Kubo et al. (1998) argue that ${\gamma}$ Cas contains a white dwarf, while Robinson & Smith (2000) suggest that the observed phenomena in X-rays and UV can be explained as being due to processes near the primary Be star. In the following, we will discuss their arguments and give our comments: i) The X-ray luminosity of ${\gamma}$ Cas is $\sim$1033 ergs s-1. This is higher than what is expected of an early type B-star. Kubo et al. (1998) suggest that the X-ray emission is from a white dwarf companion to the Be star. They assume Bondi-Hoyle type of accretion from a "wind" emanating from the Be star. Using a wind velocity of 200 km s-1, they obtain the requisite X-ray luminosity. Robinson & Smith (2000) argue that Kubo et al. have not taken into account the efficiency of conversion of the accretion energy into X-ray, which is less than one and therefore cannot acheive the requisite luminosity. However, as Waters et al. (2000) have suggested, Be star disks are Keplerian with very small radial velocities (see also Apparao 1985). The orbital motion of the compact object, while it is immersed in the gas disk, is also Keplerian. Consequently, the relative velocity between the white dwarf and the gas in the disk is very small, resulting in large accretion rates. This is shown by the large accretion rate needed to explain the super-Eddington X-ray luminosity of the system A0538-66 and also the high luminosity of many Be star-neutron star systems (see Apparao 1994a). Thus the accretion rates needed to explain the X-ray luminosity of ${\gamma}$ Cas can be acheived. ii) Smith et al. (1994) and Smith & Robinson (2000) observed flares and rapid flickering in the X-ray emission of ${\gamma}$ Cas. They suggested that the observed phenomena can be explained by processes near the Be star. Kubo et al. (1998) have argued that similar flaring and flickering occurs in the X-ray emission of SS Cygni, which contains an accreting white dwarf. Smith & Robinson (2000) point out that SS Cygni is a close binary and the accretion process is different from that in ${\gamma}$ Cas. However flares can occur if the white dwarf passes through clumps of gas that may be present in the gas disk.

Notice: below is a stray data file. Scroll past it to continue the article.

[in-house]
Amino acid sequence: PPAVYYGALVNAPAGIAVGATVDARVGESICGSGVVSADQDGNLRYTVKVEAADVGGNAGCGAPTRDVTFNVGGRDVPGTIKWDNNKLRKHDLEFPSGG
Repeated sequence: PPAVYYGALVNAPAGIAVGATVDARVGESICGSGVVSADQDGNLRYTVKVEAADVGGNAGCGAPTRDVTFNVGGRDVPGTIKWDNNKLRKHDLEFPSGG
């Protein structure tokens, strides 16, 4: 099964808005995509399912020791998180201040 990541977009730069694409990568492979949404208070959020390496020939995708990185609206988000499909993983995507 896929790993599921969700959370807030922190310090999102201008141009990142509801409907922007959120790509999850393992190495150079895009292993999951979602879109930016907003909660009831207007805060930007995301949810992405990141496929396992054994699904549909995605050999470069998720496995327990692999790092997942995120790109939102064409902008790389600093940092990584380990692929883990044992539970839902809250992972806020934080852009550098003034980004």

Smith & Robinson (2000) have also observed an anti-correlation in the intensities of X-ray and UV emissions. Such anti-correlation might result if an increased X-ray emission is due to increased density of gas in the disk, which can cause a decrease in the UV luminosity.

The detection of the white dwarf in the ${\gamma}$ Cas system directly is difficult. Cyclotron lines have been observed in magnetic white dwarfs (Wickramasinghe 1982) in the optical and UV regions. However, these lines will not be visible due to the higher luminosity of the Be star in this region. Accreting magnetic white dwarfs give a luminosity in the far UV and soft X-ray region a factor 10-100 larger than the hard X-ray luminosity (Kylafis & Lamb 1982; Mason et al. 1978). The effects due to this higher luminosity may be detectable. This aspect will be discussed in a future publication.

It is clear that further work is needed to understand the phenomena observed in ${\gamma}$ Cas. However, our observation that the orbital period and the $\sim$1 day period in ${\gamma}$ Cas are consistent with the orbital period-spin period relation expected from Be star-white dwarf binaries, lends support for a white dwarf companion to the Be star in ${\gamma}$ Cas.

I thank the Director of Tata Institute of Fundamental Research for allowing me the use of their Library and other facilities for this research. I thank Prof. P. C. Agrawal for discussions.